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Naughty but nice: My interview with the owner of Texas' newest brewery

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America’s craft beer scene has enjoyed rapid growth in recent years. Everywhere you look, there seems to be another craft brewery opening up or in the planning stages. The options at stores reflect this growth as well, with a seemingly limitless array of craft beer options, even at certain grocery stores.

Texas has watched its craft beer industry expand in several directions and one of the newer players in the game happens to be opening up in Austin under the guidance of another established operation, Adelbert Brewing. The new company is called Naughty Brewing and it plans to brew beers with a penchant for being a little naughty, but also quite nice. I had a chance to converse with Naughty Brewing owner James Vaello and got his take on his company and the state of the brewing industry in general. Here are my questions and his responses to each:

What was the inspiration for the recipe behind your first beer, I Think She Hung the Moon?

My inspiration for I Think She Hung the Moon was initially a homebrewed response to a collaboration brew by one of the nation's largest craft breweries. I found the saison to be dark, not smokey, and a muddle of tastes. I thought I would try my hand at it and decided to add Grains of Paradise, Hibiscus and Mexican Piloncillo Sugar. I named the beer "The Perfect Answer to the Perfect Crime". That first keg of it was quickly consumed as my friends and I realized how delicious it was. Knowing I wanted a beer that would make a bold statement and be able to hold up on the shelf to age well, while we built the brand, it seemed like the perfect first choice. You can't verily put yet another IPA on the shelf and have a lackluster first review based on a product that has been sitting around.

How did the relationship with Adelbert Brewing begin?

I met Scott Hovey when I worked for a large Houston based liquor chain. My wife and I were in Austin, had just left the O'Henry Pun Off which we attend annually, and I mentioned that I wanted to go visit a brewery or two. Knowing Adelbert's Triple B and Philosophizer well and recommending it to many of my customers, it seemed like the right place to visit. Little did I know how inviting and thankful they would be when I told them I sold a lot of their beers. I mentioned my thoughts of opening a brewery and after some time talking, Scott Hovey mentioned that I could brew my beers there. I guess I earned some trust in that initial conversation. We finally reached an agreement a couple of months after that.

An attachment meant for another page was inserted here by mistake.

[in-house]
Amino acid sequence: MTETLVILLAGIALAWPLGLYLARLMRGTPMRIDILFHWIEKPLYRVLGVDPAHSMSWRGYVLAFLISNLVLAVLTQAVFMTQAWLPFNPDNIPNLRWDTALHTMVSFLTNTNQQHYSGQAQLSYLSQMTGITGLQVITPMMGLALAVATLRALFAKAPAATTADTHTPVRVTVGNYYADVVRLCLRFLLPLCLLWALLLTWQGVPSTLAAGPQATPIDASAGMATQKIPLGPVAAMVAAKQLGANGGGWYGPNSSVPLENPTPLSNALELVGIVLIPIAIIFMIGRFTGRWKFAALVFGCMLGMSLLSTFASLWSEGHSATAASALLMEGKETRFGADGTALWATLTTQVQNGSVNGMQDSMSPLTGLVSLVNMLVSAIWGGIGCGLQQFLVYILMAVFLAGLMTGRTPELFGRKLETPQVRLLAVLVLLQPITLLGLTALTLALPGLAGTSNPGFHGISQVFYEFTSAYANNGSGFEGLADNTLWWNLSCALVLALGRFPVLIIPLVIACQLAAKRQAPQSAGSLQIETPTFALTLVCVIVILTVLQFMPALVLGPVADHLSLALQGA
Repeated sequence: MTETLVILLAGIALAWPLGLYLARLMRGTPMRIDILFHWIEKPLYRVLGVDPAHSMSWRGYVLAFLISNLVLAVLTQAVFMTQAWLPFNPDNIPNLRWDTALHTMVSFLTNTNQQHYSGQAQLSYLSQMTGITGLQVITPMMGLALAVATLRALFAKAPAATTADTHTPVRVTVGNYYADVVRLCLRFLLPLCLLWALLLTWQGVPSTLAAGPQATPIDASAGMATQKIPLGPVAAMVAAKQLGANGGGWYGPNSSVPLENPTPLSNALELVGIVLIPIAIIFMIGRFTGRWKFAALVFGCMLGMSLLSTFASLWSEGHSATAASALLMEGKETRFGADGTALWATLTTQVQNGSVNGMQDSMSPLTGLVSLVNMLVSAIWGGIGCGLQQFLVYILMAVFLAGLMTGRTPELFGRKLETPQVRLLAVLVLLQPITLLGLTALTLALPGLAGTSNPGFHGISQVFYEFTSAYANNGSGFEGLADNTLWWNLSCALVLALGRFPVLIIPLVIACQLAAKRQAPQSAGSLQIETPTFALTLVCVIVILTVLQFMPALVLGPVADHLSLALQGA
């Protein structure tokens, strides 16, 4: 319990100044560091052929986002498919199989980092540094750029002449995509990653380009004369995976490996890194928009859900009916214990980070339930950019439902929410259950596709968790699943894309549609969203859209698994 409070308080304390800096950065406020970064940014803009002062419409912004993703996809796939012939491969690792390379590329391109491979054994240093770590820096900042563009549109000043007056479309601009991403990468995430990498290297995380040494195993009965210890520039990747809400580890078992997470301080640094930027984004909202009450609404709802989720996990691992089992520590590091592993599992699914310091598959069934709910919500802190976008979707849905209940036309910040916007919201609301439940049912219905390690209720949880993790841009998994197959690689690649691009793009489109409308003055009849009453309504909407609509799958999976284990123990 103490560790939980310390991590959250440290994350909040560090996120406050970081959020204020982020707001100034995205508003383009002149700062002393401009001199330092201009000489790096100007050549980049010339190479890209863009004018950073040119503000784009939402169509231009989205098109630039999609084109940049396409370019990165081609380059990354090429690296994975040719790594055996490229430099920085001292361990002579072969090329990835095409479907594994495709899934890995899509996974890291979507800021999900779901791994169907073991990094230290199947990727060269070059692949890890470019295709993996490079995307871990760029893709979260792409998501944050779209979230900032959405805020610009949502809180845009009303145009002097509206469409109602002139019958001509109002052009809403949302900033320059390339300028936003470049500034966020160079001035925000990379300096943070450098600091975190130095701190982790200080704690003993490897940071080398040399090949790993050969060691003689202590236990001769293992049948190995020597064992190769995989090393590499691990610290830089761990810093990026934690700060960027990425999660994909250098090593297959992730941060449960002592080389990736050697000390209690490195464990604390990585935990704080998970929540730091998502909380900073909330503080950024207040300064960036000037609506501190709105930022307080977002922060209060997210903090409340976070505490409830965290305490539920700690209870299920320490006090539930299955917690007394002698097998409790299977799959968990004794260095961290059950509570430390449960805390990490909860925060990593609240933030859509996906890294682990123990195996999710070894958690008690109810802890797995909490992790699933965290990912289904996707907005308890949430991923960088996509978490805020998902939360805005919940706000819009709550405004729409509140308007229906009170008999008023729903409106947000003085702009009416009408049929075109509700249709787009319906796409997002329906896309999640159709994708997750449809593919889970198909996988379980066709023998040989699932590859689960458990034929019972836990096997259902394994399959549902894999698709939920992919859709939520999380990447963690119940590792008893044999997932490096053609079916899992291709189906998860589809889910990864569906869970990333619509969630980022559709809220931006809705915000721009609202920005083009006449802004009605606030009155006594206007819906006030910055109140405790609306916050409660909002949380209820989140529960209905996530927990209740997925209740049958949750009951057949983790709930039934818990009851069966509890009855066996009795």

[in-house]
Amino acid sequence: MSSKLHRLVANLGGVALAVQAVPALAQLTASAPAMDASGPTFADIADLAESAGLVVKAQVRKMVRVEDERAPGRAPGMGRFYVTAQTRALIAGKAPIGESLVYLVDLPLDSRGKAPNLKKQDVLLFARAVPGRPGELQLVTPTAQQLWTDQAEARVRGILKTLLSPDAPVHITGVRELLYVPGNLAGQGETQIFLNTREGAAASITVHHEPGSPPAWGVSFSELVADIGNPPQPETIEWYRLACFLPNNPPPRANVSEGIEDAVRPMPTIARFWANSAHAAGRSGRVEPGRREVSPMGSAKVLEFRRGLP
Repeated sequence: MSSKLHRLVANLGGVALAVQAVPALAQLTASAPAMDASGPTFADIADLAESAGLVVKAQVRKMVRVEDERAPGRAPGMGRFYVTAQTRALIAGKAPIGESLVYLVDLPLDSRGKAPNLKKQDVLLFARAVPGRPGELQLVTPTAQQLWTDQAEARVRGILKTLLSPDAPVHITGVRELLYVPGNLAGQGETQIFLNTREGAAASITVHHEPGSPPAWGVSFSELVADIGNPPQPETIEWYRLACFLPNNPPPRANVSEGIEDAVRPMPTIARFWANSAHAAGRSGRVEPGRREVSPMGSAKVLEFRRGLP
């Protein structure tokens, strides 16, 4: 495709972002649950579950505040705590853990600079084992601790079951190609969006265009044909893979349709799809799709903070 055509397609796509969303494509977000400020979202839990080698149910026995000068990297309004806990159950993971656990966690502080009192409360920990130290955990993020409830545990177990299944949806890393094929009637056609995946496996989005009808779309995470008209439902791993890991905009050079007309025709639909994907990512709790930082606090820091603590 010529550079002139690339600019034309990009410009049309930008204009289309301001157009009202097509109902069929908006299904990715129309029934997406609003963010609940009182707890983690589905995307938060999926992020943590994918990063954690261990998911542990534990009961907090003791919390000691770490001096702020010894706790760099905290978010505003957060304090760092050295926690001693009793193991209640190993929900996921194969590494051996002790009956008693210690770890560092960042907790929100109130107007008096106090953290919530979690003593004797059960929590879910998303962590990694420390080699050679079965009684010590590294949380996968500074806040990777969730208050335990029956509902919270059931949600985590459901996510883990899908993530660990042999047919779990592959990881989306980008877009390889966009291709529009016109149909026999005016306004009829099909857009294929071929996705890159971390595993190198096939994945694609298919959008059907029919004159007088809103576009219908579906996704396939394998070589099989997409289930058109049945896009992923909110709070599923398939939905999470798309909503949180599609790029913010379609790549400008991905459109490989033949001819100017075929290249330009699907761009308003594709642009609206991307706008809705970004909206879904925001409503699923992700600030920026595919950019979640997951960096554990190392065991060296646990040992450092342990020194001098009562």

Do you foresee opening and running Naughty Brewing as a fully functional, independent brewery? If so, where/when?

Absolutely! Our agreement is for two years with Adelbert's. We intend to use the opportunity to build our brand, learn the industry and prepare sales data for potential investors. Hopefully after 9-18 months we'll be able to have a viable product that investors will feel confident investing in and allow us some leverage to set the terms of our agreement. We will continue to brew with Adelbert's as long as they'll have us until we get the groundwork laid for opening a brewery in our hometown of San Antonio TX.

Will your brewery focus on a specific niche style or will you be open to whatever catches your interest?

I am not sure that we will settle into a niche. I have brewed many styles of beer in my 10 years of homebrewing. I really enjoy tackling a style, adding my own touch and getting folks to try it. I learn something with every batch and take criticism to heart. You can't please all the people all the time, so you must give them options.

Beer sales overall have slipped in the past few years, but craft beer continues to remain strong. What do you think the big brewers will do to improve sales and market share?

We've already seen their response. Macro beer thought that if they changed the package size, bottle or presentation of their beer, that they would be able to hold onto their shelf space and keep consumers interested. Take for example the American light beer, in order to maintain shelf space, they have a dizzying array of package sizes and container types, all containing the same tasteless contents. When I maintained a beer department, I refused many of the repetitive or useless package sizes and saved space for craft brewers. It drove my distributors bonkers when I refused to give. There have also been launches of Crafty Beer companies with no mention of their parent owners on their packaging. It's deceptive to the consumer in my opinion to hide who you really are. Our job is to educate the consumers.

Do you see the craft beer revolution continuing at such breakneck speed, or is a slowdown imminent?

There will be more expansion, but the pace is going to slow. Unfortunately, the consumer is in the mode of the seeking out the next great thing. Shelf space and tap handles are limited and I feel there will be some dirty tactics that start to come out in the competition for space. There will be some breweries, underfunded or badly run, that are likely to close. All new breweries need to realize that growth by territory acquisition does not always ensure success.

What does a craft brewer need to do in order to distinguish itself and succeed in such a competitive market overflowing with options?

I see a lot of brand loyalty regionally. It's something you can always count on if you brew great beer and are active in your community. Sure we'd all like to be the next great nationally distributed brand, but reality is you might never make it outside of your stomping grounds. You have to be present, you have to be adaptive, and you must keep your consumers engaged, educated and excited about your next releases.

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